OPINION –An attractive woman sits at a bar, waiting for her date. A handsome, well-dressed man approaches her and quietly whispers, “I’ll pay you $1 million to spend the night with me.”
The woman looks him over, quickly weighs her options, and says, “Sure, why not?” The man then asks her, “Would you still be willing to do it for $10?” “Of course not!” she snaps, “What kind of woman do you think I am?” The man replies, “We’ve already established what kind of woman you are. Now we just need to settle on a price.”
This tale is similar to the dilemma faced by grassroots Republican voters who are being pressured to set aside certain core values of proper government to support their party’s nominee. By insisting that principle-driven voters consciously abandon certain principles so a particular candidate can win, GOP leaders are making an indecent proposal that benefits only party interests.
Who can forget how these same Republicans were publicly berated, stabbed in the back, disenfranchised, and kicked to the curb by GOP leadership at last month’s convention? After being informed that their views were not welcome, now party bosses insist that Obama can’t be defeated without their support.
Pundit Kurt Schlichter readily admits that freedom-minded delegates were treated badly in Tampa, still, he insists that they have no choice but to support the Republican nominee. As he puts it, “Priorities, people. Nothing less than the Constitution is at stake here.”
Ah, the Constitution. As if merely invoking America’s founding document will get these dissidents back in lockstep with the party.
But blogger Jeremy Hammond’s brilliant rebuttal puts Schlichter’s hollow plea into proper context. He responds, “Priorities, people. Nothing less than the Constitution is at stake here. And I think we can all agree that it would be much better to have a Republican president trampling the Constitution.”
It’s not a matter of hurt feelings. Despite superficial policy differences, both establishment presidential candidates are firmly committed to perpetuating a status quo that is in open conflict with constitutional government.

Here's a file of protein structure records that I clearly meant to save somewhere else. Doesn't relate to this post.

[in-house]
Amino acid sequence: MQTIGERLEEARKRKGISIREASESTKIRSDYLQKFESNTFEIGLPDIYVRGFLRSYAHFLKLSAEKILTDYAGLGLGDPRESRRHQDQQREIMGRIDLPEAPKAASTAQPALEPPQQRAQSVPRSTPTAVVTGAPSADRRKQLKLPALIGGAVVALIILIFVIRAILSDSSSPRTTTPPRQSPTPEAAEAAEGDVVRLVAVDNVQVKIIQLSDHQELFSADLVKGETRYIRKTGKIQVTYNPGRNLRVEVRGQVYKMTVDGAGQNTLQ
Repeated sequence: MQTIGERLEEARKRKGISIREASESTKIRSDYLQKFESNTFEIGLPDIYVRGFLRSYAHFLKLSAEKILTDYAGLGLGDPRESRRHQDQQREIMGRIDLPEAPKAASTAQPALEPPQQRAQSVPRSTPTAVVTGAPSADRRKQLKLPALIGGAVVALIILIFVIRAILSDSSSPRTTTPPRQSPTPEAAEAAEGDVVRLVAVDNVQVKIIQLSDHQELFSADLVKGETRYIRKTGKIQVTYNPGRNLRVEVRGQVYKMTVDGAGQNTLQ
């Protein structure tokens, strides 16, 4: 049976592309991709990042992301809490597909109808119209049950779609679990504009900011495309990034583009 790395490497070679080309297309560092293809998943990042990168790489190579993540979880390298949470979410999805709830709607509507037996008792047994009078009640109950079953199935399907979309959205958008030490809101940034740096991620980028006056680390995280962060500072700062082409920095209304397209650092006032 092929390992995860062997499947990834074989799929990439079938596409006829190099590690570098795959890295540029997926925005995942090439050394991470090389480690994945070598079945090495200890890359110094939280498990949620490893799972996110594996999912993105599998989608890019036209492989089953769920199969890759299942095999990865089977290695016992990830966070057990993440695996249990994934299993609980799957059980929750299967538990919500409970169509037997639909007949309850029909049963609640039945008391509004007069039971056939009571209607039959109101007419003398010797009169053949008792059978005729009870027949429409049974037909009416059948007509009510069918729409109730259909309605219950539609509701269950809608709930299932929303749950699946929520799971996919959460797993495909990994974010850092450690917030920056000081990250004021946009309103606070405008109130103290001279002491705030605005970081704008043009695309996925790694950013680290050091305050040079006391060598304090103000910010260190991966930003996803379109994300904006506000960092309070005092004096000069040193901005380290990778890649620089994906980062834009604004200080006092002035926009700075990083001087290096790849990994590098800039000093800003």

Nowhere is this more evident than in both Romney’s and Obama’s ongoing support of the 2011 NDAA indefinite detention law that denies due process to anyone labeled an enemy of the state. There can be no reasonable compromise on such matters; our government either abides by the rule of law or it doesn’t.
Voters who are intent upon safeguarding the principles of sound government are absolutely justified in withholding their consent from candidates who support such unconstitutional power grabs. No amount of campaign platitudes can offset the genuine long-term threat posed by unlimited, unaccountable government.
When we choose to compromise our core principles to any degree, we become like the woman at the bar; all that remains is the matter of establishing our price.
Principled voters become such by questioning assumptions, studying the underlying principles, and refusing to blindly follow orders. They understand the power of the word “no.” More importantly, they recognize that surrendering to a false choice keeps us trapped within a narrow political paradigm that ignores the bigger picture.
With both major parties keeping us hyper-focused on the election cycle, it’s essential to remember that long-term historical cycles are at work as well.
In their 1997 book “The Fourth Turning,” historians William Strauss and Neil Howe outline a cyclical pattern of changes or turnings that occur over a roughly 100 year period known as a saeculum. These turnings can be likened to the changing of the seasons and each turning brings its own challenges and opportunities.
The first turning is a high, such as the years following WWII and the Great Depression. The next turning is an awakening in which old ideas are challenged and revolutionary thinking takes hold like during the 1960s. The third turning is an unraveling where institutions begin to fray around the edges. A good example of this is the long boom and culture wars that typified the 1980s through the early part of the new millennium.
The fourth turning is a time of crisis, usually set in motion by a catalyst such as the 9/11 attacks. This is a time of great crisis and upheaval where the societal landscape can change drastically. The American War for Independence and the War Between the States are two examples of crises in which, unlike this election, the very identity of the nation did hang in the balance.
As a society, we have entered a crisis phase once again. The turnings are as unavoidable as the changing of the seasons. But whether the crisis period concludes with positive or negative results depends greatly upon the principles of those who live through it.
Abandoning principle for the spurious benefit of winning an election that changes nothing, amounts to selling one’s soul in a buyer’s market. The wiser choice is to hold fast to our core values and ride out the impending storm with a clear conscience.
Bryan Hyde is a news commentator and co-host of the Perspectives morning show on Fox News 1450 AM 93.1 FM. The opinions stated in this article are his and not necessarily representative of St. George News.
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